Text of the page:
Food Sensitivity vs. Allergy vs. Intolerance

Igor Klibanov
7 min readAug 17, 2023

Should I get a food sensitivity test?” My clients, readers and audiences will frequently ask me. To which I’ll answer that question with another question (yeah, it’s a Jewish thing): “what do you hope to get out of the test?

Why do I ask this question? A couple of reasons:

  1. I can’t give a straight answer.
  2. I want to see if the test that they want to get is indeed testing what they want to test.

And that’s what we’ll talk about in this newsletter — the difference between food allergies, food sensitivities and food intolerances, as well as what they do and don’t tell you.

Original source: here.


These 3 terms are often used interchangeably, but they are different things. So let’s give some definitions.

Food allergies are the most well-known. They’re severe and immediate. For instance, if you have a peanut allergy, within a matter of seconds of eating that peanut, your throat may shut. Or if you have a shellfish allergy, in a matter of minutes to hours, your skin breaks out in hives.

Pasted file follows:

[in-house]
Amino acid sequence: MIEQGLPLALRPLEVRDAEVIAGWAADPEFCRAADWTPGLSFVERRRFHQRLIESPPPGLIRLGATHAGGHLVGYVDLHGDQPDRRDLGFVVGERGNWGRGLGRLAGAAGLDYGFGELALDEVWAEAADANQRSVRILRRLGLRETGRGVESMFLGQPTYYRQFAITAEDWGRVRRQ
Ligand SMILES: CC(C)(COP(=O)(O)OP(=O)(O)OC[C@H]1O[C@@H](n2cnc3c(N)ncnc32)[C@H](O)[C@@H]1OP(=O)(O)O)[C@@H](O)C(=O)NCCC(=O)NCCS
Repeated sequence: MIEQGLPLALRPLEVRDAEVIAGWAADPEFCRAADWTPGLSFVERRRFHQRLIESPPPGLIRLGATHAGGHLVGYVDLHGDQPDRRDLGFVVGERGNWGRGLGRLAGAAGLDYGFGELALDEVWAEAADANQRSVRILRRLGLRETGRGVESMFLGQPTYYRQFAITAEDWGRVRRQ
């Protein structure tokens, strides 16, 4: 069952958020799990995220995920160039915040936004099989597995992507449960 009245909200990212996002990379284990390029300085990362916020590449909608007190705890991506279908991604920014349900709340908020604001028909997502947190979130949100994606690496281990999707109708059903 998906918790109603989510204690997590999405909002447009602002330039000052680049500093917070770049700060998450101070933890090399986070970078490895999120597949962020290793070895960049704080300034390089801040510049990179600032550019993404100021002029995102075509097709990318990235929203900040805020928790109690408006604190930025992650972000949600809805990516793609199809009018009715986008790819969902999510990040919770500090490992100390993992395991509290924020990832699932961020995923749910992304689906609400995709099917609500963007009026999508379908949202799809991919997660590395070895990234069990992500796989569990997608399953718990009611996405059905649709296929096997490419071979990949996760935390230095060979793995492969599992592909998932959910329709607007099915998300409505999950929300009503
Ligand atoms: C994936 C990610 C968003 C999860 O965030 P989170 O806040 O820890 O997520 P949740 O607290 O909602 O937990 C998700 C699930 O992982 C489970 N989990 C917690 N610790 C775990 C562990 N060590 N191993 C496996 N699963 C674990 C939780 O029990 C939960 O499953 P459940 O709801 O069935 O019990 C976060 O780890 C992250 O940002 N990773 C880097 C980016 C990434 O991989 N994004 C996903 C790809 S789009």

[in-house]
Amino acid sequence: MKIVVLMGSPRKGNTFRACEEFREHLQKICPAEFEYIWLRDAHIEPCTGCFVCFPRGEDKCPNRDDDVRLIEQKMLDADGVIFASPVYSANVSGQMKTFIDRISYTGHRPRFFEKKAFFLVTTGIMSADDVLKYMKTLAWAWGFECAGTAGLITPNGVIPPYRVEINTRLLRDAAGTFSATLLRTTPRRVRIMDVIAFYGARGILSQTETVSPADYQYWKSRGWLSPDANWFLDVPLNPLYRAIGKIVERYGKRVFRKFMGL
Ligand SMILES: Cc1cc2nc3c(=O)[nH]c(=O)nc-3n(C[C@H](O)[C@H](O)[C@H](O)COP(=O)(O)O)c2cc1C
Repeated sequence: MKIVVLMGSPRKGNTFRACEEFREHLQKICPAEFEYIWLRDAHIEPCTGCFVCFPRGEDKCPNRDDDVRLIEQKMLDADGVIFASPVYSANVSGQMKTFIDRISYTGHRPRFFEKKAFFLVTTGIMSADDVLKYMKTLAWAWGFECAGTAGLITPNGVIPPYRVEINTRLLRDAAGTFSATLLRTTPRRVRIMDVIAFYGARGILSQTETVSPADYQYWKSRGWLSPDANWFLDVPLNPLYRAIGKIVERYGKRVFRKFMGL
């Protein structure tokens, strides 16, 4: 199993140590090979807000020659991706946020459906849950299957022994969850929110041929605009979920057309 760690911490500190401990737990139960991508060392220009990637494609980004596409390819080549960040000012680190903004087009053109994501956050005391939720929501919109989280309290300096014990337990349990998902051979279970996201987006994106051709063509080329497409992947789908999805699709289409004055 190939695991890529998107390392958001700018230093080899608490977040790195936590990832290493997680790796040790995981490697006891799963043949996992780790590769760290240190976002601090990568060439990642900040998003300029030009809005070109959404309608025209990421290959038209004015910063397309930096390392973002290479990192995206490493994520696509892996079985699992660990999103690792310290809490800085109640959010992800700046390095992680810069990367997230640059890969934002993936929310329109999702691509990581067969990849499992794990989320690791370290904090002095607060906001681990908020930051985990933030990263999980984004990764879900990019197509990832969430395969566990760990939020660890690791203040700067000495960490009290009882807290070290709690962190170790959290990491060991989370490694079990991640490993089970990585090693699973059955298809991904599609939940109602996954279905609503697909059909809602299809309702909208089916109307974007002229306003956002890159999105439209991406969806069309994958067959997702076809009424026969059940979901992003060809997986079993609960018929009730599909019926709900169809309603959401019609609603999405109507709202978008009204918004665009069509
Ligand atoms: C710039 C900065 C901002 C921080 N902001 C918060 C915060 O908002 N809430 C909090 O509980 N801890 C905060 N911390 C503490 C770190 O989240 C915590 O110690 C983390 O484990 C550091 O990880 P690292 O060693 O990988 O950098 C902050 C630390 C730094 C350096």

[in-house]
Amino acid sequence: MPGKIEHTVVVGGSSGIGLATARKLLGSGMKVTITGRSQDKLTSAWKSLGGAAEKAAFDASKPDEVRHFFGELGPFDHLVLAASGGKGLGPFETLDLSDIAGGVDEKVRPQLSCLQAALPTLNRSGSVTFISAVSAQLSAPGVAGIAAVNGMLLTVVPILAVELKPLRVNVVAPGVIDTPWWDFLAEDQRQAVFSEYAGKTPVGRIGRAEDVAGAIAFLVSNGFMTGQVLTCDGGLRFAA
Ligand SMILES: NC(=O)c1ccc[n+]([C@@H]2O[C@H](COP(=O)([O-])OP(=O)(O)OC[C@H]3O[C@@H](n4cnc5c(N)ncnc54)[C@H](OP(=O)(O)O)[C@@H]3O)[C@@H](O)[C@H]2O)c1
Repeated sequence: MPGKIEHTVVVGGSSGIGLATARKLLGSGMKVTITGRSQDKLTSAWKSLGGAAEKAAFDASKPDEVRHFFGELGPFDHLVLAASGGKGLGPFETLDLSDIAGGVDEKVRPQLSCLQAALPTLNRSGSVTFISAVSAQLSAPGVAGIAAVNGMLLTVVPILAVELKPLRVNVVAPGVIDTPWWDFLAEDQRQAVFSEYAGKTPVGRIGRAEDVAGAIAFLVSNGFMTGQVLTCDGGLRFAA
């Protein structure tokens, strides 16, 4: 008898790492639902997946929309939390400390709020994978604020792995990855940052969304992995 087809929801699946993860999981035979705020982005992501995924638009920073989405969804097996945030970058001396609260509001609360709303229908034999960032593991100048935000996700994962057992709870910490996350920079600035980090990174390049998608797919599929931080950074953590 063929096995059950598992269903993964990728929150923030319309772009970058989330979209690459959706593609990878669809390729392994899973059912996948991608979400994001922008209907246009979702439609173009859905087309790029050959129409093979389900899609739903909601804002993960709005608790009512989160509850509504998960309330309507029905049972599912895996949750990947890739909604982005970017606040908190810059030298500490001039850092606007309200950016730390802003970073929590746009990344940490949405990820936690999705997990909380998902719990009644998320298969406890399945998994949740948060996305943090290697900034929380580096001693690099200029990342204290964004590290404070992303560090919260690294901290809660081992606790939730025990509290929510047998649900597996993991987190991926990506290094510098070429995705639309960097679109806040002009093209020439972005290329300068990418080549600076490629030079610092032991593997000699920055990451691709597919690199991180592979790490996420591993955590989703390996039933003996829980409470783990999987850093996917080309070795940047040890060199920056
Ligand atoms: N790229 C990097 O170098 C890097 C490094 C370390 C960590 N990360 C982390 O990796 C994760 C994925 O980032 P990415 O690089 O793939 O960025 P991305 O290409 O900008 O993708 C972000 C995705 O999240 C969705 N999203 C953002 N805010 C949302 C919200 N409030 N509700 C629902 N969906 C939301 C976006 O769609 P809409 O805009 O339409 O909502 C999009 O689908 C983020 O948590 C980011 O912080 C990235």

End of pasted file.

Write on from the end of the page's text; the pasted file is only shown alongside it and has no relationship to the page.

Food sensitivities, by contrast are subtle and delayed. For instance, you eat gluten (found in wheat, rye and barley), and in a few days your joints are stiff. You drink milk, and the next morning, your nose is congested. Those are examples of sensitivities.

Food intolerances are when your body doesn’t have the enzymes necessary to process a certain food. For instance, with lactose intolerance, you don’t have the enzyme (it’s called “lactase”) to break down lactose. Symptoms of food intolerance are usually restricted to just the digestive system, whereas the symptoms of food allergies and sensitivities are not limited to just digestion. They could be far ranging. The effects could be on your lungs, your joints, your skin, your brain, etc.

The big difference between food allergies/sensitivities and food intolerances is that the former is an immune issue. The latter is purely a digestive issue.




Igor Klibanov

Igor Klibanov is the author 7 books on exercise and nutrition, including 2 bestsellers. Read more of his articles at